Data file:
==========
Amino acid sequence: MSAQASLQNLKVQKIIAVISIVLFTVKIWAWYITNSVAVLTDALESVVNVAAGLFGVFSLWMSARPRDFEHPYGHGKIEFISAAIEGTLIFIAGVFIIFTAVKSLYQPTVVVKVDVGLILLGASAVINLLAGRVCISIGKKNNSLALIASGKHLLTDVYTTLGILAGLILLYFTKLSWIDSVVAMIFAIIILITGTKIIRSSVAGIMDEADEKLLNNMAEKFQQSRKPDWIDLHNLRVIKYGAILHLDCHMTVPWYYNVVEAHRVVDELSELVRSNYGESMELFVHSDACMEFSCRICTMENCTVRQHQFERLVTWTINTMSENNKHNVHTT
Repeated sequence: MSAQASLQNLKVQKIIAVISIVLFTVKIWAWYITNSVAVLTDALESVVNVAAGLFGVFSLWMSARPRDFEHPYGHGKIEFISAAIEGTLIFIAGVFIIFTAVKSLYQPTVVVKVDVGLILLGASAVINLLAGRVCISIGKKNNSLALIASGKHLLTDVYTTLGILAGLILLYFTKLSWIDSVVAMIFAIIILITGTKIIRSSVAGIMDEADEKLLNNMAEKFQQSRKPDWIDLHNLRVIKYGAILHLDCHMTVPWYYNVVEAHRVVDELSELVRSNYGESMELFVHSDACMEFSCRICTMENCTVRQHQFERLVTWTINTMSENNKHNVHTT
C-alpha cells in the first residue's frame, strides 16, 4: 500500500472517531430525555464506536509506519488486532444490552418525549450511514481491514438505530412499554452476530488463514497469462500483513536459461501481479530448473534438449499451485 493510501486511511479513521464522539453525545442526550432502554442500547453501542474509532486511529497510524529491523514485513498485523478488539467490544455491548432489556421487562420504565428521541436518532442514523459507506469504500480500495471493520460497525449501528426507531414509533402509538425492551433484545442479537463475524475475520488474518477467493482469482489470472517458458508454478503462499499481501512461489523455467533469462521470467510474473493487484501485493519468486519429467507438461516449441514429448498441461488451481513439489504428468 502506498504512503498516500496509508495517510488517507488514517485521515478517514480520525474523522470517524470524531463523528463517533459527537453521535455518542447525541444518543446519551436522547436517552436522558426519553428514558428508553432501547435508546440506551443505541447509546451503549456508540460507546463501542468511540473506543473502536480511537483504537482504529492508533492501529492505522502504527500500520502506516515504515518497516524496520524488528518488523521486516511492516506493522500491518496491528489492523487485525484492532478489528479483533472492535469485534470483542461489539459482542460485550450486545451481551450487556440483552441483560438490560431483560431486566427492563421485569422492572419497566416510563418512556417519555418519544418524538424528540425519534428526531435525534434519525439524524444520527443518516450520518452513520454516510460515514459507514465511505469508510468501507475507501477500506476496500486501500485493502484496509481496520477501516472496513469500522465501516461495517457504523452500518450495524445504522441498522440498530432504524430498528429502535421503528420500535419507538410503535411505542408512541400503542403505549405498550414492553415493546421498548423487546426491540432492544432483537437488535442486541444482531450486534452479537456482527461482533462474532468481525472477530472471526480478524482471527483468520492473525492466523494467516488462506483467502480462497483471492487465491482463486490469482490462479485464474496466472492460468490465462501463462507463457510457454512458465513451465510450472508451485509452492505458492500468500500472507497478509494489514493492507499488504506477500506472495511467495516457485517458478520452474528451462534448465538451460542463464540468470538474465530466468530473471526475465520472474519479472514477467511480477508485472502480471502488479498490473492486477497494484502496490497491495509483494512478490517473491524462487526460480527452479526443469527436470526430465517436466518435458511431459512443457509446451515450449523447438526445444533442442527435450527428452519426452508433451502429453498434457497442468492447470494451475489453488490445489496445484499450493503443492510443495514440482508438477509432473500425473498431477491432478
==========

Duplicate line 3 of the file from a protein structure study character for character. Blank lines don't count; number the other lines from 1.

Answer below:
C-alpha cells in the first residue's frame, strides 16, 4: 500500500472517531430525555464506536509506519488486532444490552418525549450511514481491514438505530412499554452476530488463514497469462500483513536459461501481479530448473534438449499451485 493510501486511511479513521464522539453525545442526550432502554442500547453501542474509532486511529497510524529491523514485513498485523478488539467490544455491548432489556421487562420504565428521541436518532442514523459507506469504500480500495471493520460497525449501528426507531414509533402509538425492551433484545442479537463475524475475520488474518477467493482469482489470472517458458508454478503462499499481501512461489523455467533469462521470467510474473493487484501485493519468486519429467507438461516449441514429448498441461488451481513439489504428468 502506498504512503498516500496509508495517510488517507488514517485521515478517514480520525474523522470517524470524531463523528463517533459527537453521535455518542447525541444518543446519551436522547436517552436522558426519553428514558428508553432501547435508546440506551443505541447509546451503549456508540460507546463501542468511540473506543473502536480511537483504537482504529492508533492501529492505522502504527500500520502506516515504515518497516524496520524488528518488523521486516511492516506493522500491518496491528489492523487485525484492532478489528479483533472492535469485534470483542461489539459482542460485550450486545451481551450487556440483552441483560438490560431483560431486566427492563421485569422492572419497566416510563418512556417519555418519544418524538424528540425519534428526531435525534434519525439524524444520527443518516450520518452513520454516510460515514459507514465511505469508510468501507475507501477500506476496500486501500485493502484496509481496520477501516472496513469500522465501516461495517457504523452500518450495524445504522441498522440498530432504524430498528429502535421503528420500535419507538410503535411505542408512541400503542403505549405498550414492553415493546421498548423487546426491540432492544432483537437488535442486541444482531450486534452479537456482527461482533462474532468481525472477530472471526480478524482471527483468520492473525492466523494467516488462506483467502480462497483471492487465491482463486490469482490462479485464474496466472492460468490465462501463462507463457510457454512458465513451465510450472508451485509452492505458492500468500500472507497478509494489514493492507499488504506477500506472495511467495516457485517458478520452474528451462534448465538451460542463464540468470538474465530466468530473471526475465520472474519479472514477467511480477508485472502480471502488479498490473492486477497494484502496490497491495509483494512478490517473491524462487526460480527452479526443469527436470526430465517436466518435458511431459512443457509446451515450449523447438526445444533442442527435450527428452519426452508433451502429453498434457497442468492447470494451475489453488490445489496445484499450493503443492510443495514440482508438477509432473500425473498431477491432478